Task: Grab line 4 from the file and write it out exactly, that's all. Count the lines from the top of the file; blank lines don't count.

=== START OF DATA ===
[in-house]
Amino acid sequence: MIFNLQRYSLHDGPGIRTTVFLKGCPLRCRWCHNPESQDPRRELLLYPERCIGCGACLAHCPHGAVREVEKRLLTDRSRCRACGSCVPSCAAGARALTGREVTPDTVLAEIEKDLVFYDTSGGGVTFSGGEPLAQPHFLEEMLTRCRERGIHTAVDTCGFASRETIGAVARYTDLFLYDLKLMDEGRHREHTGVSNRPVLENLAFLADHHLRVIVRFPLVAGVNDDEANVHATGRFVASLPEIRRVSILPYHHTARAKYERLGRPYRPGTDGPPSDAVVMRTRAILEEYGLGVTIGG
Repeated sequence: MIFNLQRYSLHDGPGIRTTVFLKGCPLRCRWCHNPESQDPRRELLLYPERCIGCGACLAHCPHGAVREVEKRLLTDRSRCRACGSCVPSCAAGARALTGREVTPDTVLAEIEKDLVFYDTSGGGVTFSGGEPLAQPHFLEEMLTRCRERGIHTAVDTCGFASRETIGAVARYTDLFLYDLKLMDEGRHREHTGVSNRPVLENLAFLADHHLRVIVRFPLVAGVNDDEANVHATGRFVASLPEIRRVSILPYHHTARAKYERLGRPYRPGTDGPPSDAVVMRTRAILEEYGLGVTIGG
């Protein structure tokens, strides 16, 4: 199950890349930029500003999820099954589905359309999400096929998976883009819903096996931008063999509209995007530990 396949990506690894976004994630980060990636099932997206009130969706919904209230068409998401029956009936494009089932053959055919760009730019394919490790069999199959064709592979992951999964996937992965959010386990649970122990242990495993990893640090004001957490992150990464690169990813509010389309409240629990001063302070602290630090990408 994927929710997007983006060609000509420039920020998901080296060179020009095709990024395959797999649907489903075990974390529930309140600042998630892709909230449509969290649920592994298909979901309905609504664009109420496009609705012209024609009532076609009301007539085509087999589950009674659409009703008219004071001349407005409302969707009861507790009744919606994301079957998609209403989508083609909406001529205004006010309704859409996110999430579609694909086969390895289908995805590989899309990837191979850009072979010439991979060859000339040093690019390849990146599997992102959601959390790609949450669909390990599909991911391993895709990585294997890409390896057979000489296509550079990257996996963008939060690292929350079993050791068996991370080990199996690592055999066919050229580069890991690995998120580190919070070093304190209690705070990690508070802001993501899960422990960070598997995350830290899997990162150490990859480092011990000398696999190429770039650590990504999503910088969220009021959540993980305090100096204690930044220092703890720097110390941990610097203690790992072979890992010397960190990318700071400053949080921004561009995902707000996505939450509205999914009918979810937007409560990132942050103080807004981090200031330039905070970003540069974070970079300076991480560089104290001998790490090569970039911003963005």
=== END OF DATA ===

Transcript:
């Protein structure tokens, strides 16, 4: 199950890349930029500003999820099954589905359309999400096929998976883009819903096996931008063999509209995007530990 396949990506690894976004994630980060990636099932997206009130969706919904209230068409998401029956009936494009089932053959055919760009730019394919490790069999199959064709592979992951999964996937992965959010386990649970122990242990495993990893640090004001957490992150990464690169990813509010389309409240629990001063302070602290630090990408 994927929710997007983006060609000509420039920020998901080296060179020009095709990024395959797999649907489903075990974390529930309140600042998630892709909230449509969290649920592994298909979901309905609504664009109420496009609705012209024609009532076609009301007539085509087999589950009674659409009703008219004071001349407005409302969707009861507790009744919606994301079957998609209403989508083609909406001529205004006010309704859409996110999430579609694909086969390895289908995805590989899309990837191979850009072979010439991979060859000339040093690019390849990146599997992102959601959390790609949450669909390990599909991911391993895709990585294997890409390896057979000489296509550079990257996996963008939060690292929350079993050791068996991370080990199996690592055999066919050229580069890991690995998120580190919070070093304190209690705070990690508070802001993501899960422990960070598997995350830290899997990162150490990859480092011990000398696999190429770039650590990504999503910088969220009021959540993980305090100096204690930044220092703890720097110390941990610097203690790992072979890992010397960190990318700071400053949080921004561009995902707000996505939450509205999914009918979810937007409560990132942050103080807004981090200031330039905070970003540069974070970079300076991480560089104290001998790490090569970039911003963005």